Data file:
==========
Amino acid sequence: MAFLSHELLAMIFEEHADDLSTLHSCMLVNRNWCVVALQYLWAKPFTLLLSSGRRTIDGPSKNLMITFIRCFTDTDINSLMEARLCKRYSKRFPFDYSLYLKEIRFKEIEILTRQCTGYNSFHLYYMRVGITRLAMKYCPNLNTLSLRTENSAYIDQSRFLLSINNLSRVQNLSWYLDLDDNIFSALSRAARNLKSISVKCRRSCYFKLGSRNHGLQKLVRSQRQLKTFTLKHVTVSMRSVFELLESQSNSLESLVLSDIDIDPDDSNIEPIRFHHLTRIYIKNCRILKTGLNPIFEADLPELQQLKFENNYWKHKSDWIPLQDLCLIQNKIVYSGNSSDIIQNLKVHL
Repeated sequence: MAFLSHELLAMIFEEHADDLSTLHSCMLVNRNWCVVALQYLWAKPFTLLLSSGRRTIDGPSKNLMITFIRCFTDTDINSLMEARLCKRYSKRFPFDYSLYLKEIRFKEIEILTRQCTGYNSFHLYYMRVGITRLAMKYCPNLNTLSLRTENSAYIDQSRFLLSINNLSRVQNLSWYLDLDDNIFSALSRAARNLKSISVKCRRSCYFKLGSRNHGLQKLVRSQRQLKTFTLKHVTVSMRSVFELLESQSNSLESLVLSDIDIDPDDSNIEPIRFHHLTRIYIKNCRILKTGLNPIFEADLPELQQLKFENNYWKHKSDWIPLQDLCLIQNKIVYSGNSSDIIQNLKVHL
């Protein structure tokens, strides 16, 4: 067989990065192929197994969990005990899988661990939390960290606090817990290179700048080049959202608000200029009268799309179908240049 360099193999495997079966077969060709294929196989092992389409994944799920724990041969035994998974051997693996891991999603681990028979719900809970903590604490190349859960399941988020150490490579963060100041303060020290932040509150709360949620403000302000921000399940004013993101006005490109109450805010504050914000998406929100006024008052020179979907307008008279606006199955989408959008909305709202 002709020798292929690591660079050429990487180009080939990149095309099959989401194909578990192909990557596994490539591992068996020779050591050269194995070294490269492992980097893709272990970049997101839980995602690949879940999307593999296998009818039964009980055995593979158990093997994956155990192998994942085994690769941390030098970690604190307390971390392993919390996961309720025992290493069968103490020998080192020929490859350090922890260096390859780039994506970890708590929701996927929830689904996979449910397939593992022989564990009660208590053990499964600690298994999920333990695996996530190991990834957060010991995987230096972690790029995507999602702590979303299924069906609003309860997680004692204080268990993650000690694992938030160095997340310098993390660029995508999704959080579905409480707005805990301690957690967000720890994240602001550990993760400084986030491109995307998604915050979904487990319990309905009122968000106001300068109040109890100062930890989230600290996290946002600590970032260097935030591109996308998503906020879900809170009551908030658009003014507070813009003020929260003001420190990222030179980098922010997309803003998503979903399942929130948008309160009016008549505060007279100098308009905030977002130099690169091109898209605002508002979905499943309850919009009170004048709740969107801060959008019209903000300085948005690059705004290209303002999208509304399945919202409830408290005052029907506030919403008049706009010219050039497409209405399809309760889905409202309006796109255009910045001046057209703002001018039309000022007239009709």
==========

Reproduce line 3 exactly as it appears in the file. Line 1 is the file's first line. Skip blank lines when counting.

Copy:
């Protein structure tokens, strides 16, 4: 067989990065192929197994969990005990899988661990939390960290606090817990290179700048080049959202608000200029009268799309179908240049 360099193999495997079966077969060709294929196989092992389409994944799920724990041969035994998974051997693996891991999603681990028979719900809970903590604490190349859960399941988020150490490579963060100041303060020290932040509150709360949620403000302000921000399940004013993101006005490109109450805010504050914000998406929100006024008052020179979907307008008279606006199955989408959008909305709202 002709020798292929690591660079050429990487180009080939990149095309099959989401194909578990192909990557596994490539591992068996020779050591050269194995070294490269492992980097893709272990970049997101839980995602690949879940999307593999296998009818039964009980055995593979158990093997994956155990192998994942085994690769941390030098970690604190307390971390392993919390996961309720025992290493069968103490020998080192020929490859350090922890260096390859780039994506970890708590929701996927929830689904996979449910397939593992022989564990009660208590053990499964600690298994999920333990695996996530190991990834957060010991995987230096972690790029995507999602702590979303299924069906609003309860997680004692204080268990993650000690694992938030160095997340310098993390660029995508999704959080579905409480707005805990301690957690967000720890994240602001550990993760400084986030491109995307998604915050979904487990319990309905009122968000106001300068109040109890100062930890989230600290996290946002600590970032260097935030591109996308998503906020879900809170009551908030658009003014507070813009003020929260003001420190990222030179980098922010997309803003998503979903399942929130948008309160009016008549505060007279100098308009905030977002130099690169091109898209605002508002979905499943309850919009009170004048709740969107801060959008019209903000300085948005690059705004290209303002999208509304399945919202409830408290005052029907506030919403008049706009010219050039497409209405399809309760889905409202309006796109255009910045001046057209703002001018039309000022007239009709």